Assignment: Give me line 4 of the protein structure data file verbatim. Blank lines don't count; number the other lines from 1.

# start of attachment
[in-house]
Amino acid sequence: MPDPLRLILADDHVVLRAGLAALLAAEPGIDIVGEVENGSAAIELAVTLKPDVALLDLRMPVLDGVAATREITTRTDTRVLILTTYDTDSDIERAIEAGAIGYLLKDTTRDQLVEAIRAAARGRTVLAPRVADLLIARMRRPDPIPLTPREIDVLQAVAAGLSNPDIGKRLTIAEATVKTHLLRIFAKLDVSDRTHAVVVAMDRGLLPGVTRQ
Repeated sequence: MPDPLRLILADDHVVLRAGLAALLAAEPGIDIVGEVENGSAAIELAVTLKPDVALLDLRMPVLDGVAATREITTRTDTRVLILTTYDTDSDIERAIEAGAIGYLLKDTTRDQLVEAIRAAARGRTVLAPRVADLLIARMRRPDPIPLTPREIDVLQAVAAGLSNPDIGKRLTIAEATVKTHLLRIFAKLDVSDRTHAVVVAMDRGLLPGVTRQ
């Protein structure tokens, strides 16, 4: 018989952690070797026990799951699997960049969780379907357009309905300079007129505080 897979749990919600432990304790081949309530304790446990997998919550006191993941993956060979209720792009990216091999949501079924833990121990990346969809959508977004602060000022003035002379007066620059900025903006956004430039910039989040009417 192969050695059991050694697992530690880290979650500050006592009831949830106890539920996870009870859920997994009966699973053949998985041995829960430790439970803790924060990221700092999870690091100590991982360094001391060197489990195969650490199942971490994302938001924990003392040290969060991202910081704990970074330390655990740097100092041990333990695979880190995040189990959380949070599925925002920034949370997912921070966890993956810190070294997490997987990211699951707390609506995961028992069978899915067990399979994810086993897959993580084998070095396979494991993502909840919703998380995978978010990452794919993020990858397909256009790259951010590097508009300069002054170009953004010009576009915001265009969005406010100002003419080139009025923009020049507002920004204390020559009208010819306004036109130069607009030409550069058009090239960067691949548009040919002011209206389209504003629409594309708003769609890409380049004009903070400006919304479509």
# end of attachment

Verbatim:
């Protein structure tokens, strides 16, 4: 018989952690070797026990799951699997960049969780379907357009309905300079007129505080 897979749990919600432990304790081949309530304790446990997998919550006191993941993956060979209720792009990216091999949501079924833990121990990346969809959508977004602060000022003035002379007066620059900025903006956004430039910039989040009417 192969050695059991050694697992530690880290979650500050006592009831949830106890539920996870009870859920997994009966699973053949998985041995829960430790439970803790924060990221700092999870690091100590991982360094001391060197489990195969650490199942971490994302938001924990003392040290969060991202910081704990970074330390655990740097100092041990333990695979880190995040189990959380949070599925925002920034949370997912921070966890993956810190070294997490997987990211699951707390609506995961028992069978899915067990399979994810086993897959993580084998070095396979494991993502909840919703998380995978978010990452794919993020990858397909256009790259951010590097508009300069002054170009953004010009576009915001265009969005406010100002003419080139009025923009020049507002920004204390020559009208010819306004036109130069607009030409550069058009090239960067691949548009040919002011209206389209504003629409594309708003769609890409380049004009903070400006919304479509």